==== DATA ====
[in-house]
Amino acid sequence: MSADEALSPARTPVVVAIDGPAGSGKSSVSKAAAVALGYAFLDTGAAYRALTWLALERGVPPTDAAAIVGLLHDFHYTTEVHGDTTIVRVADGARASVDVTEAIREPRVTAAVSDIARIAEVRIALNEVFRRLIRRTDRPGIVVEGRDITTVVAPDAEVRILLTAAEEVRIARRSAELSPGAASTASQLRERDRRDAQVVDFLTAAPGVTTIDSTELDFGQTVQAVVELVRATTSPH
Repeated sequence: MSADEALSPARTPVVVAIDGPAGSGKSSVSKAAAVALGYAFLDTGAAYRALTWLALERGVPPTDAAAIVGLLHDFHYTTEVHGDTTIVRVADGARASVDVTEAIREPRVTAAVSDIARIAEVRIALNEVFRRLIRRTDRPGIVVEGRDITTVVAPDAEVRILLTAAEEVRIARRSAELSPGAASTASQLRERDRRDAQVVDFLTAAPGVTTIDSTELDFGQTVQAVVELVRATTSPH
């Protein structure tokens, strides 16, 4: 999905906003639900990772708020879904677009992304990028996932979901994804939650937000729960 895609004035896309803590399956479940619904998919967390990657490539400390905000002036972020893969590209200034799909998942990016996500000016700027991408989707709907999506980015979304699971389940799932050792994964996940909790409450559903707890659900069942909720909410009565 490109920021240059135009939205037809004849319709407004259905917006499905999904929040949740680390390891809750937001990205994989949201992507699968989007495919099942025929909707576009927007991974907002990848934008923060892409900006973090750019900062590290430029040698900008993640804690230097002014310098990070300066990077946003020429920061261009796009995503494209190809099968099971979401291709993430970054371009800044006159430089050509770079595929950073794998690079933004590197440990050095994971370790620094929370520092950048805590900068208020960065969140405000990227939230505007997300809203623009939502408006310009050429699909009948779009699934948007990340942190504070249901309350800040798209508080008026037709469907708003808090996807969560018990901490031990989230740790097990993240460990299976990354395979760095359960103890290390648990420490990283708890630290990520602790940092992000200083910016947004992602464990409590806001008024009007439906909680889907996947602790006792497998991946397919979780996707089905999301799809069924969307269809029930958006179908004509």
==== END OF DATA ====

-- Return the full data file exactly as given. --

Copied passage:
[in-house]
Amino acid sequence: MSADEALSPARTPVVVAIDGPAGSGKSSVSKAAAVALGYAFLDTGAAYRALTWLALERGVPPTDAAAIVGLLHDFHYTTEVHGDTTIVRVADGARASVDVTEAIREPRVTAAVSDIARIAEVRIALNEVFRRLIRRTDRPGIVVEGRDITTVVAPDAEVRILLTAAEEVRIARRSAELSPGAASTASQLRERDRRDAQVVDFLTAAPGVTTIDSTELDFGQTVQAVVELVRATTSPH
Repeated sequence: MSADEALSPARTPVVVAIDGPAGSGKSSVSKAAAVALGYAFLDTGAAYRALTWLALERGVPPTDAAAIVGLLHDFHYTTEVHGDTTIVRVADGARASVDVTEAIREPRVTAAVSDIARIAEVRIALNEVFRRLIRRTDRPGIVVEGRDITTVVAPDAEVRILLTAAEEVRIARRSAELSPGAASTASQLRERDRRDAQVVDFLTAAPGVTTIDSTELDFGQTVQAVVELVRATTSPH
């Protein structure tokens, strides 16, 4: 999905906003639900990772708020879904677009992304990028996932979901994804939650937000729960 895609004035896309803590399956479940619904998919967390990657490539400390905000002036972020893969590209200034799909998942990016996500000016700027991408989707709907999506980015979304699971389940799932050792994964996940909790409450559903707890659900069942909720909410009565 490109920021240059135009939205037809004849319709407004259905917006499905999904929040949740680390390891809750937001990205994989949201992507699968989007495919099942025929909707576009927007991974907002990848934008923060892409900006973090750019900062590290430029040698900008993640804690230097002014310098990070300066990077946003020429920061261009796009995503494209190809099968099971979401291709993430970054371009800044006159430089050509770079595929950073794998690079933004590197440990050095994971370790620094929370520092950048805590900068208020960065969140405000990227939230505007997300809203623009939502408006310009050429699909009948779009699934948007990340942190504070249901309350800040798209508080008026037709469907708003808090996807969560018990901490031990989230740790097990993240460990299976990354395979760095359960103890290390648990420490990283708890630290990520602790940092992000200083910016947004992602464990409590806001008024009007439906909680889907996947602790006792497998991946397919979780996707089905999301799809069924969307269809029930958006179908004509």